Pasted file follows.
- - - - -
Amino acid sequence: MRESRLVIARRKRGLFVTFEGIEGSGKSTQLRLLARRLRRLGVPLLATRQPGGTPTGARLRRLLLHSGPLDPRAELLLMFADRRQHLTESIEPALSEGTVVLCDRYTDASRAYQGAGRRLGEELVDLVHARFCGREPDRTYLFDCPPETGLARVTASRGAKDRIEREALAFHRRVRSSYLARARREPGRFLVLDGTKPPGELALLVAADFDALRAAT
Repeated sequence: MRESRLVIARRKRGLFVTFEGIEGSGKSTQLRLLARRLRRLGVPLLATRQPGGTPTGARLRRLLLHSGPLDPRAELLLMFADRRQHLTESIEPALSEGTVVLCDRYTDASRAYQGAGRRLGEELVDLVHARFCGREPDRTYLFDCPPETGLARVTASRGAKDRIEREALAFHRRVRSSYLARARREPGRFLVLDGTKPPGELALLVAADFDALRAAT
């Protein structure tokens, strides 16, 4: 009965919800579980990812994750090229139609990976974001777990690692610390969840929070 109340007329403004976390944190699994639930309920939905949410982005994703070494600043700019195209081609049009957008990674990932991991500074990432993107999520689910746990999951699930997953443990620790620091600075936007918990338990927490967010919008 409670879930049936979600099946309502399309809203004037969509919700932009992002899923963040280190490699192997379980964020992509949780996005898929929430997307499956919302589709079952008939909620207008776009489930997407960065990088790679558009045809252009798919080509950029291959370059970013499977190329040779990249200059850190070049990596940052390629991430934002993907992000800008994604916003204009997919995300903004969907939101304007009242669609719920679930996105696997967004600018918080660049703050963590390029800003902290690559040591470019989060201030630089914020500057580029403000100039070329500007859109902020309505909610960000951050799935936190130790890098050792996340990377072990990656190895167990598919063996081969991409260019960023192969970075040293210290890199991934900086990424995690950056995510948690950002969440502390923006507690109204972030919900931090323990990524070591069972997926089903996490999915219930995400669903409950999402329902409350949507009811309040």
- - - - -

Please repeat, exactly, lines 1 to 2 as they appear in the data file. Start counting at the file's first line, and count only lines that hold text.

Amino acid sequence: MRESRLVIARRKRGLFVTFEGIEGSGKSTQLRLLARRLRRLGVPLLATRQPGGTPTGARLRRLLLHSGPLDPRAELLLMFADRRQHLTESIEPALSEGTVVLCDRYTDASRAYQGAGRRLGEELVDLVHARFCGREPDRTYLFDCPPETGLARVTASRGAKDRIEREALAFHRRVRSSYLARARREPGRFLVLDGTKPPGELALLVAADFDALRAAT
Repeated sequence: MRESRLVIARRKRGLFVTFEGIEGSGKSTQLRLLARRLRRLGVPLLATRQPGGTPTGARLRRLLLHSGPLDPRAELLLMFADRRQHLTESIEPALSEGTVVLCDRYTDASRAYQGAGRRLGEELVDLVHARFCGREPDRTYLFDCPPETGLARVTASRGAKDRIEREALAFHRRVRSSYLARARREPGRFLVLDGTKPPGELALLVAADFDALRAAT